First Data Released on Maternal Mortality in Over a Decade
For Immediate Release: January 30, 2020
Contact: CDC, National Center for Health Statistics, Office of Communication (301) 458-4800
NCHS released the first national data on maternal mortality in the United States since 2007 thanks to reporting changes that have gradually been implemented by all 50 states, the District of Columbia, and U.S. territories. The new data and supporting methodological comparisons are documented in three new reports.
Maternal mortality has long been a public health concern, and the ability to correctly identify and report maternal deaths has particularly been a challenge. A maternal death is defined as “the death of a woman while pregnant or within 42 days of termination of pregnancy,” but excludes those from accidental/incidental causes. Official statistics are obtained through death certificates completed by physicians and reported to the states. To promote standardization across states, NCHS periodically convenes a national consensus process that makes recommendations to the states on the content of birth and death certificates.
In 2003, a consensus process recommended that all states add a standardized “checkbox” to improve the identification of maternal deaths. Physicians were instructed to check a box for a known pregnancy in defined timeframes prior to death. Since states individually control their vital registration systems, this recommendation was implemented gradually nationwide as funding, technology, and state laws allowed. This implementation process began in 2003 and culminated in 2017, when the last state added a checkbox to their death certificate.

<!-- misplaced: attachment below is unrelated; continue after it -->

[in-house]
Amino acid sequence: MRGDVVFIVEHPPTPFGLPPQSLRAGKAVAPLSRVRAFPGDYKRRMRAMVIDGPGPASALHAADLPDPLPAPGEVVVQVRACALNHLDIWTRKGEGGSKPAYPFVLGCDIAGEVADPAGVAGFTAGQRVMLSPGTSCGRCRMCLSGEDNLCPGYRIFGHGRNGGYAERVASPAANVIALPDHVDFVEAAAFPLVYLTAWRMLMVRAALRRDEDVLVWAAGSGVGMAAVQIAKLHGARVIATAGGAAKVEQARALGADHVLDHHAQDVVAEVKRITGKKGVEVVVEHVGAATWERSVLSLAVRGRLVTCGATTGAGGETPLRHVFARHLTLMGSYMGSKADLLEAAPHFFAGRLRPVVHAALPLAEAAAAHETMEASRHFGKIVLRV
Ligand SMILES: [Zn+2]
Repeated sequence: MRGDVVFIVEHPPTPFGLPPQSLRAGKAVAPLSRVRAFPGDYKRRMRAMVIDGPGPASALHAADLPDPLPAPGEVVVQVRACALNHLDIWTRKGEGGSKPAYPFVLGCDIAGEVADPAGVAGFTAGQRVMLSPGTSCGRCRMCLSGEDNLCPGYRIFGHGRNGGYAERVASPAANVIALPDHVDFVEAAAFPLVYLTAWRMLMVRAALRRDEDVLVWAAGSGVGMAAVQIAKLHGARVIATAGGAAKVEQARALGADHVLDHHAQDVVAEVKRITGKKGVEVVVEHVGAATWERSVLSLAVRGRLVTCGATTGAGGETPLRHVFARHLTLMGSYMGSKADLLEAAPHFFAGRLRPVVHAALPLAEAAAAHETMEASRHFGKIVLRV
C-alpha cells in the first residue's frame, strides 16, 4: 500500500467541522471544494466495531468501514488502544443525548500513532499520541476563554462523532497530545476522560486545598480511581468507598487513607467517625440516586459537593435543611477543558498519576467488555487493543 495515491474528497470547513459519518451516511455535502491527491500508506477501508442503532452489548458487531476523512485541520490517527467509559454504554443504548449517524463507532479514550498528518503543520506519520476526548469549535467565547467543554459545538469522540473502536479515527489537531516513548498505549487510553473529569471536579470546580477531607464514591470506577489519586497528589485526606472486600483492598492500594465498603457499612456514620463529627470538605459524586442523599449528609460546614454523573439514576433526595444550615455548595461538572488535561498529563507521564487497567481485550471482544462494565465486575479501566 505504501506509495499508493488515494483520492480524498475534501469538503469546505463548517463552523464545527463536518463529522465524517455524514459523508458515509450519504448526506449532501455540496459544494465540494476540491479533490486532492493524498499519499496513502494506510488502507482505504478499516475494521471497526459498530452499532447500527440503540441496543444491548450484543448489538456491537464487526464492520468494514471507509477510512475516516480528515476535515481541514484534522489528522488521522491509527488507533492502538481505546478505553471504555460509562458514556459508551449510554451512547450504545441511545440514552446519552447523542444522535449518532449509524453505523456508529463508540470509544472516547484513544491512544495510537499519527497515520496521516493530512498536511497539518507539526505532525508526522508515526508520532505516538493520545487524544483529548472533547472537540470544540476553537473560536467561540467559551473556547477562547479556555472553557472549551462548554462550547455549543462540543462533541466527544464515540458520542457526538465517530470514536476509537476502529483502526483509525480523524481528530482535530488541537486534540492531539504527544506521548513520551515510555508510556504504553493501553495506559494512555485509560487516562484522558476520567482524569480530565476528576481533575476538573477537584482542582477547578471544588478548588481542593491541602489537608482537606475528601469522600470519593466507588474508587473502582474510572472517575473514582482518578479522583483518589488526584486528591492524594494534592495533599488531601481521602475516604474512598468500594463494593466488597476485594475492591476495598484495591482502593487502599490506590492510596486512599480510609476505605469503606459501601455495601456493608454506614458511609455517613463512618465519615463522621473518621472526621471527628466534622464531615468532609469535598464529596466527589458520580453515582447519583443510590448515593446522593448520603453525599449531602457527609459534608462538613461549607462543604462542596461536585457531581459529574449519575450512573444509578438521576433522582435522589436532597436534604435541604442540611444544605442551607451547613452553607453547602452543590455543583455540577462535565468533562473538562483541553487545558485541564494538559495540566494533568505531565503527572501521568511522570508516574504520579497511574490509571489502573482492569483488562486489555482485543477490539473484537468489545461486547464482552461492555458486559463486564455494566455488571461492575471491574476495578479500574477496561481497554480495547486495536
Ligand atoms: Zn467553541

Some of the highlights in the new reports:
- The maternal mortality rate in the U.S. for 2018 was 17.4 maternal deaths per 100,000 live births. This rate is higher than the last time NCHS published a national rate (12.7 in 2007), but the increase in the maternal mortality rate largely reflects changes in the way the data was collected and reported.
- 658 women died of maternal causes in the U.S. using the 2018 coding method.
- Wide racial/ethnic gaps exist between non-Hispanic black (37.1 per 100,000 live births), non-Hispanic white (14.7), and Hispanic (11.8) women, which is consistent with earlier data.
- The maternal mortality rate for women aged 40 and over (81.9 per 100,000 live births) is nearly 8 times that for women under age 25 (10.6).
- NCHS has identified instances where application of the checkbox information according to coding rules led to misclassification of maternal deaths, and NCHS is making changes in coding rules and reporting to make data more accurate.
Evaluation of the Pregnancy Status Checkbox on the Identification of Maternal Deathspdf icon
The Impact of the Pregnancy Checkbox and Misclassification on Maternal Mortality Trends in the United States, 1999–2017pdf icon
Maternal Mortality in the United States: Changes in Coding, Publication, and Data Release, 2018pdf icon
Information on maternal mortality, public-use data and resources are available at the following website: https://www.cdc.gov/nchs/maternal-mortality/index.htm